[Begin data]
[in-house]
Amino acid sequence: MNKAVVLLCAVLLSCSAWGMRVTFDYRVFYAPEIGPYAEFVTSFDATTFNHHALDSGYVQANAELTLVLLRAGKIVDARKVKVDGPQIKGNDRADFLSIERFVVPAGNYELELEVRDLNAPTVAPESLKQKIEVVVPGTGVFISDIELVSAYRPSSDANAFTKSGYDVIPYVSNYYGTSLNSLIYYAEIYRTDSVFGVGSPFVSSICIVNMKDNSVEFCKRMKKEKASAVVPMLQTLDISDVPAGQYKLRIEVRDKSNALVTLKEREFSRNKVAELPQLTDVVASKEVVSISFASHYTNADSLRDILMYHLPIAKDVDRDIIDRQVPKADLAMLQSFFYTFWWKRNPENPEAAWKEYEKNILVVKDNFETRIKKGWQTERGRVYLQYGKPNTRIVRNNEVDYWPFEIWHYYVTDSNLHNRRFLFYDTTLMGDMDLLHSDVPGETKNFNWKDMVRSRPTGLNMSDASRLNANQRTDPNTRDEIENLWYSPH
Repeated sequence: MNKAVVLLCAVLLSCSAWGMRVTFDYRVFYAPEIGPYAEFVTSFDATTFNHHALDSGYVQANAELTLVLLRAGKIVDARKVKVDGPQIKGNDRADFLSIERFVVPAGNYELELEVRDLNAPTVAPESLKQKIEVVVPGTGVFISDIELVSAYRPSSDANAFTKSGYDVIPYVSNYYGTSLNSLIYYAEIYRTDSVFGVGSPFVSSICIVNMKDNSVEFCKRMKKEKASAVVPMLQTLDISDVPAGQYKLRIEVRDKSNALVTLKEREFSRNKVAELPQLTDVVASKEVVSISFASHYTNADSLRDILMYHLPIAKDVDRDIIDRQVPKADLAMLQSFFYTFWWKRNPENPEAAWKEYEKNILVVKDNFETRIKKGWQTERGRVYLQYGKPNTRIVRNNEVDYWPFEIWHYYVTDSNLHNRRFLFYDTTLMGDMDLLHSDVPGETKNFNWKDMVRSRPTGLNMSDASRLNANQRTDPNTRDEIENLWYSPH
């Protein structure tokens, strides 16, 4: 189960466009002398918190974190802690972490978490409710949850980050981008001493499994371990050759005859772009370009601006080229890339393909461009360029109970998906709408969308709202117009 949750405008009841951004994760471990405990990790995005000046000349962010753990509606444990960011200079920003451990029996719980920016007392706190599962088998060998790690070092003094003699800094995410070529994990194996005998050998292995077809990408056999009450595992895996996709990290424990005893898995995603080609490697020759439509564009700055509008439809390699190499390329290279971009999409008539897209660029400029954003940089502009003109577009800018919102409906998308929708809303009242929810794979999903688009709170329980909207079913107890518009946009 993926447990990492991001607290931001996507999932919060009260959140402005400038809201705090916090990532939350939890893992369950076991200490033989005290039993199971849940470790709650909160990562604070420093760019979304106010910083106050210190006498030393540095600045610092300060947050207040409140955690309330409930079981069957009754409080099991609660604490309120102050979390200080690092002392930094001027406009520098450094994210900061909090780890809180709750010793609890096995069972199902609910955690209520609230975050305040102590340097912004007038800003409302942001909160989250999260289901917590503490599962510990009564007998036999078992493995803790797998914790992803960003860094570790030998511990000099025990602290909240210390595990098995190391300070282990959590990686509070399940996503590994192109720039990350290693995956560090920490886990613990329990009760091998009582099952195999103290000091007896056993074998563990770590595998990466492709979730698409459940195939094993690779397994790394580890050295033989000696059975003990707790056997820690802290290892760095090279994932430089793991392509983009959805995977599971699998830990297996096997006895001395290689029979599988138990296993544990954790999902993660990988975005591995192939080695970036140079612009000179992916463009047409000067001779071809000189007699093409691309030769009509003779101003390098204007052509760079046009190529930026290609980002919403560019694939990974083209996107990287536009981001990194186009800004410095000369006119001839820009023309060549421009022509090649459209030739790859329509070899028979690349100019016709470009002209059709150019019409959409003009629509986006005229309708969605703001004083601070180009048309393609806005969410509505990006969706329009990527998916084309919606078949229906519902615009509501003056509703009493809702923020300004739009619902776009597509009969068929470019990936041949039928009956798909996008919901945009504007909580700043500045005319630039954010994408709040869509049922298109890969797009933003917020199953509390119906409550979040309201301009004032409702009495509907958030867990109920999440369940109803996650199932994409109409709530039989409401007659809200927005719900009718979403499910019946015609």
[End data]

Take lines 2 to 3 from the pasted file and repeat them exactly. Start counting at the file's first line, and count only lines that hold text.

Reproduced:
Amino acid sequence: MNKAVVLLCAVLLSCSAWGMRVTFDYRVFYAPEIGPYAEFVTSFDATTFNHHALDSGYVQANAELTLVLLRAGKIVDARKVKVDGPQIKGNDRADFLSIERFVVPAGNYELELEVRDLNAPTVAPESLKQKIEVVVPGTGVFISDIELVSAYRPSSDANAFTKSGYDVIPYVSNYYGTSLNSLIYYAEIYRTDSVFGVGSPFVSSICIVNMKDNSVEFCKRMKKEKASAVVPMLQTLDISDVPAGQYKLRIEVRDKSNALVTLKEREFSRNKVAELPQLTDVVASKEVVSISFASHYTNADSLRDILMYHLPIAKDVDRDIIDRQVPKADLAMLQSFFYTFWWKRNPENPEAAWKEYEKNILVVKDNFETRIKKGWQTERGRVYLQYGKPNTRIVRNNEVDYWPFEIWHYYVTDSNLHNRRFLFYDTTLMGDMDLLHSDVPGETKNFNWKDMVRSRPTGLNMSDASRLNANQRTDPNTRDEIENLWYSPH
Repeated sequence: MNKAVVLLCAVLLSCSAWGMRVTFDYRVFYAPEIGPYAEFVTSFDATTFNHHALDSGYVQANAELTLVLLRAGKIVDARKVKVDGPQIKGNDRADFLSIERFVVPAGNYELELEVRDLNAPTVAPESLKQKIEVVVPGTGVFISDIELVSAYRPSSDANAFTKSGYDVIPYVSNYYGTSLNSLIYYAEIYRTDSVFGVGSPFVSSICIVNMKDNSVEFCKRMKKEKASAVVPMLQTLDISDVPAGQYKLRIEVRDKSNALVTLKEREFSRNKVAELPQLTDVVASKEVVSISFASHYTNADSLRDILMYHLPIAKDVDRDIIDRQVPKADLAMLQSFFYTFWWKRNPENPEAAWKEYEKNILVVKDNFETRIKKGWQTERGRVYLQYGKPNTRIVRNNEVDYWPFEIWHYYVTDSNLHNRRFLFYDTTLMGDMDLLHSDVPGETKNFNWKDMVRSRPTGLNMSDASRLNANQRTDPNTRDEIENLWYSPH